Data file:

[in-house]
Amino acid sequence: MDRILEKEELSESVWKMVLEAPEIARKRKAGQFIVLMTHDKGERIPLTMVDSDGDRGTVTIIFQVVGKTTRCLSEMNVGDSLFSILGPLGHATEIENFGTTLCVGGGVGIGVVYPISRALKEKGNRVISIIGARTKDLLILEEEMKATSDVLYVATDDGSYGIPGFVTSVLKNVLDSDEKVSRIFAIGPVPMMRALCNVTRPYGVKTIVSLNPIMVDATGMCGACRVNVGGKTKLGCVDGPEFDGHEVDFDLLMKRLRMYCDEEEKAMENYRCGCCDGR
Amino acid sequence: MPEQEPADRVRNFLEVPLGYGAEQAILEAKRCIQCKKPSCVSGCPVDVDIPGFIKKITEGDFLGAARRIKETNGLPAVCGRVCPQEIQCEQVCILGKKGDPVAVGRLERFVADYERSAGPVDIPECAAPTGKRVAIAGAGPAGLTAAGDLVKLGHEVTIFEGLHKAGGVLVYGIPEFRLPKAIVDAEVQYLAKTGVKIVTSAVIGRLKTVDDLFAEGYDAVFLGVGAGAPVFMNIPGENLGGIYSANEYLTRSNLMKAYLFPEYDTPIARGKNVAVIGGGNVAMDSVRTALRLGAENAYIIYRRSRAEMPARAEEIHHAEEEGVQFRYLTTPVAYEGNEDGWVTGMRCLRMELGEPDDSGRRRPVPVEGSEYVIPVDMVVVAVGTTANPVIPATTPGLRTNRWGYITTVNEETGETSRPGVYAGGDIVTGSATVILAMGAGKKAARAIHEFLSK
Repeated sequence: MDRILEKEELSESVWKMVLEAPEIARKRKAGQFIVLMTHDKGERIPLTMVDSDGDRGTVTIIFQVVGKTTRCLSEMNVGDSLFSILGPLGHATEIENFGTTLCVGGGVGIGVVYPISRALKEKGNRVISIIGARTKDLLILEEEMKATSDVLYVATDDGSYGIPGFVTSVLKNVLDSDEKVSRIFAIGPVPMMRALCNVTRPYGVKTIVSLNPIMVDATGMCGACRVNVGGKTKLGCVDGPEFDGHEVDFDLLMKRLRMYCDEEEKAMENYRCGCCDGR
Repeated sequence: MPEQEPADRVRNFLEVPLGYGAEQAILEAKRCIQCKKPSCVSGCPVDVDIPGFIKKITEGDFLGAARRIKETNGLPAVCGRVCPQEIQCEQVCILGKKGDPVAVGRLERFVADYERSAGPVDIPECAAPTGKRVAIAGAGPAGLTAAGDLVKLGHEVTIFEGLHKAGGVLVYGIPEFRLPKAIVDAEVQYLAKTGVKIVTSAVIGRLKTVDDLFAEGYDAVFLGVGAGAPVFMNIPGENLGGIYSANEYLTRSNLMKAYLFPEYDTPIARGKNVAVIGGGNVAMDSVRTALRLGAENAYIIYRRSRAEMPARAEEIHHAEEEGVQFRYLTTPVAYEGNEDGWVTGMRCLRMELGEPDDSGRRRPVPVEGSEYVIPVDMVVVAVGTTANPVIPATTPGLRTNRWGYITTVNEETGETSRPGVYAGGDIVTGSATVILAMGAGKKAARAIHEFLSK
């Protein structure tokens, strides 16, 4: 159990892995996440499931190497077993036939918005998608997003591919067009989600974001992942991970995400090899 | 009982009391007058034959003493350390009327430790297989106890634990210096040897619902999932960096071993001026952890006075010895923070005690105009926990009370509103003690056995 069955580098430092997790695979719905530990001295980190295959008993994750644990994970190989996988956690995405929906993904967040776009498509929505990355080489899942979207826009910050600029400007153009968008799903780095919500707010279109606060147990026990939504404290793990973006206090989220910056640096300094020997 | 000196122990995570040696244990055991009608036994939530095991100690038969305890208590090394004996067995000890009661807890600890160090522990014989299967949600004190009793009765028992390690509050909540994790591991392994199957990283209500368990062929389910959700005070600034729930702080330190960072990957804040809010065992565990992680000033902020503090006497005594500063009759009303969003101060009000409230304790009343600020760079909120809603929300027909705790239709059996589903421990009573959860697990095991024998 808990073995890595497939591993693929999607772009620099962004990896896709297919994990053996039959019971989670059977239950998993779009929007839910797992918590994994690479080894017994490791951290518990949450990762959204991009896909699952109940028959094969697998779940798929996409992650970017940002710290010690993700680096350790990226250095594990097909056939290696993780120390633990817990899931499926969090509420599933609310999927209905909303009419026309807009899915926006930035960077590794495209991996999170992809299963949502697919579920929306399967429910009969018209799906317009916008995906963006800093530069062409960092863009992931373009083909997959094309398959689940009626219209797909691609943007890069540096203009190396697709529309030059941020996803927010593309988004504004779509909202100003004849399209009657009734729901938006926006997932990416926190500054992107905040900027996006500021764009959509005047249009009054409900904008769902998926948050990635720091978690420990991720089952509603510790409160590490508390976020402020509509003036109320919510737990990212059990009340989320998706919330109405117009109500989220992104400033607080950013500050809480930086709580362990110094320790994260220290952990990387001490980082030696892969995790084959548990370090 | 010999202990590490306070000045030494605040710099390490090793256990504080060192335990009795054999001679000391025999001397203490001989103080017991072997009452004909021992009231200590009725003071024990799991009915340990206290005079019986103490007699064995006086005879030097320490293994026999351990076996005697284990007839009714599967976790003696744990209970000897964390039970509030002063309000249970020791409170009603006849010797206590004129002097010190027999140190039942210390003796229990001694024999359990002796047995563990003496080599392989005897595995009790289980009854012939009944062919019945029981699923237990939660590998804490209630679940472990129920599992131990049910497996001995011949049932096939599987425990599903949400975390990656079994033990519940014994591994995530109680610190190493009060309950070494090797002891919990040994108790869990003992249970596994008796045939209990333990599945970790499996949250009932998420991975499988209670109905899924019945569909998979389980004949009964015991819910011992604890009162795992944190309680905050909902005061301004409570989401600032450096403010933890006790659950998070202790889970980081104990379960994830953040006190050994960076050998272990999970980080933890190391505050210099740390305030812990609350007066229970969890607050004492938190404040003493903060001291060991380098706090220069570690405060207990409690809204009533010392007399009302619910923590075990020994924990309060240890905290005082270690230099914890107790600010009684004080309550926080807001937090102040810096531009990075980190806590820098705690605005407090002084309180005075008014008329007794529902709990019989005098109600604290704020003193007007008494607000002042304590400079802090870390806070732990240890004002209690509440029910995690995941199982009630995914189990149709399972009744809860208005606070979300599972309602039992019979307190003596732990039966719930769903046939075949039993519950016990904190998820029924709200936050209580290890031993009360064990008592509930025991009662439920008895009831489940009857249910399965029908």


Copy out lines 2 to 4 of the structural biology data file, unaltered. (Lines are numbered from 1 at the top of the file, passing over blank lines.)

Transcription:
Amino acid sequence: MDRILEKEELSESVWKMVLEAPEIARKRKAGQFIVLMTHDKGERIPLTMVDSDGDRGTVTIIFQVVGKTTRCLSEMNVGDSLFSILGPLGHATEIENFGTTLCVGGGVGIGVVYPISRALKEKGNRVISIIGARTKDLLILEEEMKATSDVLYVATDDGSYGIPGFVTSVLKNVLDSDEKVSRIFAIGPVPMMRALCNVTRPYGVKTIVSLNPIMVDATGMCGACRVNVGGKTKLGCVDGPEFDGHEVDFDLLMKRLRMYCDEEEKAMENYRCGCCDGR
Amino acid sequence: MPEQEPADRVRNFLEVPLGYGAEQAILEAKRCIQCKKPSCVSGCPVDVDIPGFIKKITEGDFLGAARRIKETNGLPAVCGRVCPQEIQCEQVCILGKKGDPVAVGRLERFVADYERSAGPVDIPECAAPTGKRVAIAGAGPAGLTAAGDLVKLGHEVTIFEGLHKAGGVLVYGIPEFRLPKAIVDAEVQYLAKTGVKIVTSAVIGRLKTVDDLFAEGYDAVFLGVGAGAPVFMNIPGENLGGIYSANEYLTRSNLMKAYLFPEYDTPIARGKNVAVIGGGNVAMDSVRTALRLGAENAYIIYRRSRAEMPARAEEIHHAEEEGVQFRYLTTPVAYEGNEDGWVTGMRCLRMELGEPDDSGRRRPVPVEGSEYVIPVDMVVVAVGTTANPVIPATTPGLRTNRWGYITTVNEETGETSRPGVYAGGDIVTGSATVILAMGAGKKAARAIHEFLSK
Repeated sequence: MDRILEKEELSESVWKMVLEAPEIARKRKAGQFIVLMTHDKGERIPLTMVDSDGDRGTVTIIFQVVGKTTRCLSEMNVGDSLFSILGPLGHATEIENFGTTLCVGGGVGIGVVYPISRALKEKGNRVISIIGARTKDLLILEEEMKATSDVLYVATDDGSYGIPGFVTSVLKNVLDSDEKVSRIFAIGPVPMMRALCNVTRPYGVKTIVSLNPIMVDATGMCGACRVNVGGKTKLGCVDGPEFDGHEVDFDLLMKRLRMYCDEEEKAMENYRCGCCDGR